Over 300 years of History

The farm has existed in various forms since the 1700’s. The property was part of a land grant from the King of England to Samuel Davis. The current barn and house were built by Samuel’s son, Jonathan Hayes and his wife Mary Ham, both of whom are buried on the property. Beginning in 1931, the property was operated as a dairy farm by John Fernald. After his death, his daughter, Debbie Tasker, working with LCHIP, placed much of the property in a conservation easement that bears his name. Gray and Kitty Cornwell purchased the property from Debbie in 1991 and founded Old Orchard Farm. We are just the eighth family to occupy the farm and look forward to continuing the tradition of working with the land to strengthen our community.

 
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Our Story

“Did either of you have a background in farming?”  Some variation of this question is usually one of the first things people ask when they find out about Old Orchard Farm.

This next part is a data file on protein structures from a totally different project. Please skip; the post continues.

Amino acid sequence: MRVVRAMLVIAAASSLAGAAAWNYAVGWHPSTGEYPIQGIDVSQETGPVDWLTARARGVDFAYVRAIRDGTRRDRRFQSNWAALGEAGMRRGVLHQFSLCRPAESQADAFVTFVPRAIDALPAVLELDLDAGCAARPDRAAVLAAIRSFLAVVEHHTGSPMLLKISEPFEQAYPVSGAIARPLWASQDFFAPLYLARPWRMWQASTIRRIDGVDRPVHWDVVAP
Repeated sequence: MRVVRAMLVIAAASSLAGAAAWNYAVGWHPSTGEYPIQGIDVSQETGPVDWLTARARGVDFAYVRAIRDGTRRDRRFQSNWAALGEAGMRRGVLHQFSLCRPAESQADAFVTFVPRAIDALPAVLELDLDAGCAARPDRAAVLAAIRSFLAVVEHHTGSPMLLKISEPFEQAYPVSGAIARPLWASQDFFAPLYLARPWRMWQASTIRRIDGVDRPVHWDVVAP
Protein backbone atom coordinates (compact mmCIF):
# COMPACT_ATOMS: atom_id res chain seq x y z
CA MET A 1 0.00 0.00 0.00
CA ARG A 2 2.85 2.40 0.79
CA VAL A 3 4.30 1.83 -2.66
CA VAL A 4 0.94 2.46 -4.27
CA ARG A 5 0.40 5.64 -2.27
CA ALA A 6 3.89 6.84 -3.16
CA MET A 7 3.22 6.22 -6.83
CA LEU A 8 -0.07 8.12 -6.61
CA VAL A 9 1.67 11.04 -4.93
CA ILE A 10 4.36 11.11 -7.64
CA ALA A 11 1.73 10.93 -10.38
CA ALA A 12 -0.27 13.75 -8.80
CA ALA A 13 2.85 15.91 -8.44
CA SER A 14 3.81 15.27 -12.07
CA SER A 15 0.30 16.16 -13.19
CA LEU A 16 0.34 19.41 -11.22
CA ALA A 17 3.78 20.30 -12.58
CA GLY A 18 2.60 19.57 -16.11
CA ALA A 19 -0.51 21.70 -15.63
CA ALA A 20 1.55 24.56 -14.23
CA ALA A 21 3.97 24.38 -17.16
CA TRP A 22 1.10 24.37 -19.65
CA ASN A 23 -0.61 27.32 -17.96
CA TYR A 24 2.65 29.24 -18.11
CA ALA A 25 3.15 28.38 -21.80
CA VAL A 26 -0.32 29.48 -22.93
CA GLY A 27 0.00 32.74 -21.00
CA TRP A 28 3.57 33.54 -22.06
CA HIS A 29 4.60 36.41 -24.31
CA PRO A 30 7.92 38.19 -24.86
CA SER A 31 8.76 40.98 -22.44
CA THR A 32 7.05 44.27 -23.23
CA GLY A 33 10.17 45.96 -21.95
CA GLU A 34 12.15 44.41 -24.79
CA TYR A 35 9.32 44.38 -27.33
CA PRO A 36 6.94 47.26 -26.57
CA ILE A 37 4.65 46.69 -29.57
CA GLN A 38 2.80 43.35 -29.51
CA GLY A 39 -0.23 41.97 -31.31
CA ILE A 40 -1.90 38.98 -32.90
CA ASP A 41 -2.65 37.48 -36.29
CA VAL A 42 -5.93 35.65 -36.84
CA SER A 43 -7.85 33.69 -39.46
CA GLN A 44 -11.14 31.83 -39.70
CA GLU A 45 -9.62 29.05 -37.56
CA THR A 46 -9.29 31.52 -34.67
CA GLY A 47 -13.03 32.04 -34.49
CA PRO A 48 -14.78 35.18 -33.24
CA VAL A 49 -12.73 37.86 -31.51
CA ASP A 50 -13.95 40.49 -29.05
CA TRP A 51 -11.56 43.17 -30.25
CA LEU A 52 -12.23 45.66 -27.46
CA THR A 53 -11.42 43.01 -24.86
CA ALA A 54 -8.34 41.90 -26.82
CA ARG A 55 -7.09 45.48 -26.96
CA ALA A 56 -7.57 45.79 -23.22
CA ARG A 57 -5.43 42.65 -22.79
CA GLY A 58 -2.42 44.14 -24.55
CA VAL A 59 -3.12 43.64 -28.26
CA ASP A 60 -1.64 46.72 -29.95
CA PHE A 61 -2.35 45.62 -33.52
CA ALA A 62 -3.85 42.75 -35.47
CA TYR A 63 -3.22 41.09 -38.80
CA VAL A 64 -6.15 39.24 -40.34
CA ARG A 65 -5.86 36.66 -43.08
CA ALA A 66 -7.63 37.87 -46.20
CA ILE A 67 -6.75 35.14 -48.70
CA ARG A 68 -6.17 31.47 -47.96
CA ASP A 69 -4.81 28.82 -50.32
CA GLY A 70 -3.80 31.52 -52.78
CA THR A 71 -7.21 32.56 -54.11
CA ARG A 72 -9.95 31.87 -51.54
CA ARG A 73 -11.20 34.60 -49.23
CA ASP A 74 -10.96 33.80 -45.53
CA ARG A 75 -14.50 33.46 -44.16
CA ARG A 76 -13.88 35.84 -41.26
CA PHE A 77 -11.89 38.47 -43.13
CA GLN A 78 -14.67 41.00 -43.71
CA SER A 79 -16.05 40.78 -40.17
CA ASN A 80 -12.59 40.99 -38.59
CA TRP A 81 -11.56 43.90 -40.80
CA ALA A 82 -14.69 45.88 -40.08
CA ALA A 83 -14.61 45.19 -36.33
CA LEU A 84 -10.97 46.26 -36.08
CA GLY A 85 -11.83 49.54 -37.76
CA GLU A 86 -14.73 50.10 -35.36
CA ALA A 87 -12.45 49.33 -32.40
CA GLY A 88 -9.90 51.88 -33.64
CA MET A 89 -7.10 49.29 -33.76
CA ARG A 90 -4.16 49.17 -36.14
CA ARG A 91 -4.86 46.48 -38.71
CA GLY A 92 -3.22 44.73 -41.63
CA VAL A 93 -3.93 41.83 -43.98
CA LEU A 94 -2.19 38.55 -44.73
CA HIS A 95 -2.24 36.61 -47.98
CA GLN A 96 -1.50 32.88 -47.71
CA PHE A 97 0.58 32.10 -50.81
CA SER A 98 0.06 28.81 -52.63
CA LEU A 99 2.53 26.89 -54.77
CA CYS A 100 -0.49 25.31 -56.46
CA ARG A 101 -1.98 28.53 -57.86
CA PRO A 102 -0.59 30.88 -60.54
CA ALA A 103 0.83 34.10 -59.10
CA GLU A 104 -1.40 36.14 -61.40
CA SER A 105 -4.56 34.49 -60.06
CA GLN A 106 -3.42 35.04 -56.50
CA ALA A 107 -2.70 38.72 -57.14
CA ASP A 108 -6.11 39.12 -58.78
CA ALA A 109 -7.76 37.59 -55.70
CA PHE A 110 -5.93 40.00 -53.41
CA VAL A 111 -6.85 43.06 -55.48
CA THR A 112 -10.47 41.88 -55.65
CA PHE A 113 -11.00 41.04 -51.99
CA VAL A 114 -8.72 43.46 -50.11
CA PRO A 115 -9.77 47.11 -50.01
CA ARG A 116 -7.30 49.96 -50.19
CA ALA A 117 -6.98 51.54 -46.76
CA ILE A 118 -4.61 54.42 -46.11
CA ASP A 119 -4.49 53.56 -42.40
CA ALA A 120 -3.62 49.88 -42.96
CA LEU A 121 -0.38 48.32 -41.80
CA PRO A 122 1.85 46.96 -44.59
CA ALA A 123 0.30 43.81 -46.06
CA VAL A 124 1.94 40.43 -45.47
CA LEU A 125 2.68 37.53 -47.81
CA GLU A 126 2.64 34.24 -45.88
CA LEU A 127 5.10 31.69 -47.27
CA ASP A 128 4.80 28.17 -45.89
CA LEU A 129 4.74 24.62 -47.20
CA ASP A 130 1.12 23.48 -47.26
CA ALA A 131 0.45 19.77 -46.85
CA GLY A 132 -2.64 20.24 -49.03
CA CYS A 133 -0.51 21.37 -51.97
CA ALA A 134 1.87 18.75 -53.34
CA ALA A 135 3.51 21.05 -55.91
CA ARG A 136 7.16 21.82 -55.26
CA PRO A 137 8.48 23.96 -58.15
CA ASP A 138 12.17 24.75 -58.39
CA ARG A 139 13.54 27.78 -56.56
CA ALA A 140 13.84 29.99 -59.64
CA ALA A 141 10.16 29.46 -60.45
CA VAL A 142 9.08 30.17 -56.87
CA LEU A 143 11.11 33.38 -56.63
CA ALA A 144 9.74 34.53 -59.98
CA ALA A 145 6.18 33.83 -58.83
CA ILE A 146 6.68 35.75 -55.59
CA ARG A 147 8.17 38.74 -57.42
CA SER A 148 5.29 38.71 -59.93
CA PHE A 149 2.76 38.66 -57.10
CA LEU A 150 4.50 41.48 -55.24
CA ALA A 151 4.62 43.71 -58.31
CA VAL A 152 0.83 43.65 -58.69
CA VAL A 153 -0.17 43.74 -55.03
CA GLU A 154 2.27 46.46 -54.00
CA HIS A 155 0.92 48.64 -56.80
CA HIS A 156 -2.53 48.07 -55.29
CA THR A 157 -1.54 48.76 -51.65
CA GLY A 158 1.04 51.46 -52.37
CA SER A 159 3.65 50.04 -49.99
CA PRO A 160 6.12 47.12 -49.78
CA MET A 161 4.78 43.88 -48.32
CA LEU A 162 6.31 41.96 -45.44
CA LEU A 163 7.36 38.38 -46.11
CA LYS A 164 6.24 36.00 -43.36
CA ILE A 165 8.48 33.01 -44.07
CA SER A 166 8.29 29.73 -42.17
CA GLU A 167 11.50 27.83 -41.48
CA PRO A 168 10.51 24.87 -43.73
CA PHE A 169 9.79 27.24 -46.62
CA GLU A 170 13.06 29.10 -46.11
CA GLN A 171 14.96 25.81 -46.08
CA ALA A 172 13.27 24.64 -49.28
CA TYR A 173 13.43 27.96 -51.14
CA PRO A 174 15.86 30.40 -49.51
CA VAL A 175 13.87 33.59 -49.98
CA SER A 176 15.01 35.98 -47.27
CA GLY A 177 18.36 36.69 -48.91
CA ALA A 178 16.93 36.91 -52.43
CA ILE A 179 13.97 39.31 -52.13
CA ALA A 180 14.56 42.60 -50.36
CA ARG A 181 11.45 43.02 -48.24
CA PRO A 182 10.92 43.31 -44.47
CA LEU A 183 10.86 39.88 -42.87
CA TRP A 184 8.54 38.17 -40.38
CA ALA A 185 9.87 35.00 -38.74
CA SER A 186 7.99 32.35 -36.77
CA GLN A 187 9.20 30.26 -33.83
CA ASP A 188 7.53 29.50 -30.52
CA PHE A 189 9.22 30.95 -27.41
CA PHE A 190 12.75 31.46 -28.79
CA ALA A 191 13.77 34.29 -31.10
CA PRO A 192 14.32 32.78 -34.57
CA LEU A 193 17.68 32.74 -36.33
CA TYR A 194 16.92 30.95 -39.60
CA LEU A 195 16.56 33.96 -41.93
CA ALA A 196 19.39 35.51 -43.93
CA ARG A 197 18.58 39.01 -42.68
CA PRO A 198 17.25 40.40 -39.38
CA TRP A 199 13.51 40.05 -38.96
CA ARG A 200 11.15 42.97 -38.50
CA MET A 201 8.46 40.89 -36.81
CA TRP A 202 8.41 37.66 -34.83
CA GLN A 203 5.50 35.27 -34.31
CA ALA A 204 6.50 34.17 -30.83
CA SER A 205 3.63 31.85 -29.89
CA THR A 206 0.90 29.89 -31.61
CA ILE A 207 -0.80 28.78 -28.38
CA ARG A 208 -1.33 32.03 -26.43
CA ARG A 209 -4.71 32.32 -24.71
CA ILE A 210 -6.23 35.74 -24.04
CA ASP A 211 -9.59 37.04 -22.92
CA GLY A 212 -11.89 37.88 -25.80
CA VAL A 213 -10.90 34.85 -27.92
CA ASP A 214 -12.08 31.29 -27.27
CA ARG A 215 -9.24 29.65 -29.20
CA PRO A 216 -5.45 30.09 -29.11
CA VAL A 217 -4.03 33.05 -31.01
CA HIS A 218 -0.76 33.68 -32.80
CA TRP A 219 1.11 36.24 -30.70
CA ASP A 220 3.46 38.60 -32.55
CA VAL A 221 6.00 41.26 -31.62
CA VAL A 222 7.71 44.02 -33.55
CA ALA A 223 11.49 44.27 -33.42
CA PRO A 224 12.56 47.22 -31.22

Over recent years, as we became more aware of the flaws in our current food system, a family dream emerged to move to a farm and raise our own food.  Food that offered superior nutrition from healthy animals raised humanely in their natural environment.  Food that didn’t come from hundreds of miles away.  Food that made the land better not worse.  Food we could feel good about. 

 We began reading books, and going to workshops and conferences, even volunteering on a local farm.  We discovered a concept called permaculture in which the whole ecological system is considered and people and agriculture are part of that system. In 2017 after years of exploring properties on the Seacoast, Old Orchard Farm suddenly appeared on our radar and we fell in love.  The Cornwell’s had created a special place where natural resources and wildlife habitats were intentionally protected.  And they raised livestock in ways that enhanced the land, and didn’t exploit it.  The farmhouse was also updated with solar panels, solar hot water and a carbon neutral furnace that burned wood from the forest. 

 Since taking the farm’s reigns, we’ve continued to learn, not only about raising animals but about the intricacies of this piece of land we now call home.  Even being fairly new to farming we’ve found a measure of success and are proud we can help meet the need for locally, humanely raised food in our community.

- Brian and Shawna Godbout